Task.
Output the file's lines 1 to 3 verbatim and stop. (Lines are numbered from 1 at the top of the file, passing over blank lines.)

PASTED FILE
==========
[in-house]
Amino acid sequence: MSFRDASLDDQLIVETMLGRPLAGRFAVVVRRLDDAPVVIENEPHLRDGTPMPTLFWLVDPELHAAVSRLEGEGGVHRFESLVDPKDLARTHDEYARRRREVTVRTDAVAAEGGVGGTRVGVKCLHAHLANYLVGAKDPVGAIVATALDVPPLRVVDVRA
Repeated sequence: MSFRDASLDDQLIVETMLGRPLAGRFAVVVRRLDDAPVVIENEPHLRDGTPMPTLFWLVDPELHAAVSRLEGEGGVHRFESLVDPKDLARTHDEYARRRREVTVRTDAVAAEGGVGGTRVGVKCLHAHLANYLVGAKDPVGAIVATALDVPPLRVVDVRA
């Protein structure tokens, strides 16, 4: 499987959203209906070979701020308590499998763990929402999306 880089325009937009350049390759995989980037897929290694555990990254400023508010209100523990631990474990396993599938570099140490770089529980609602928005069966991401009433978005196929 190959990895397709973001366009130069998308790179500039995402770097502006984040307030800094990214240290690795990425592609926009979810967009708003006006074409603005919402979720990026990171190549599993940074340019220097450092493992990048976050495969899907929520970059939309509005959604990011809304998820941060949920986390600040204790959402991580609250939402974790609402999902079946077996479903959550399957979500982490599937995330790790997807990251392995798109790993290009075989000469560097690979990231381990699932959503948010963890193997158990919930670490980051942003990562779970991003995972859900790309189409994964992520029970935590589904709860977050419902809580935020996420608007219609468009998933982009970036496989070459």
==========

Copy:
[in-house]
Amino acid sequence: MSFRDASLDDQLIVETMLGRPLAGRFAVVVRRLDDAPVVIENEPHLRDGTPMPTLFWLVDPELHAAVSRLEGEGGVHRFESLVDPKDLARTHDEYARRRREVTVRTDAVAAEGGVGGTRVGVKCLHAHLANYLVGAKDPVGAIVATALDVPPLRVVDVRA
Repeated sequence: MSFRDASLDDQLIVETMLGRPLAGRFAVVVRRLDDAPVVIENEPHLRDGTPMPTLFWLVDPELHAAVSRLEGEGGVHRFESLVDPKDLARTHDEYARRRREVTVRTDAVAAEGGVGGTRVGVKCLHAHLANYLVGAKDPVGAIVATALDVPPLRVVDVRA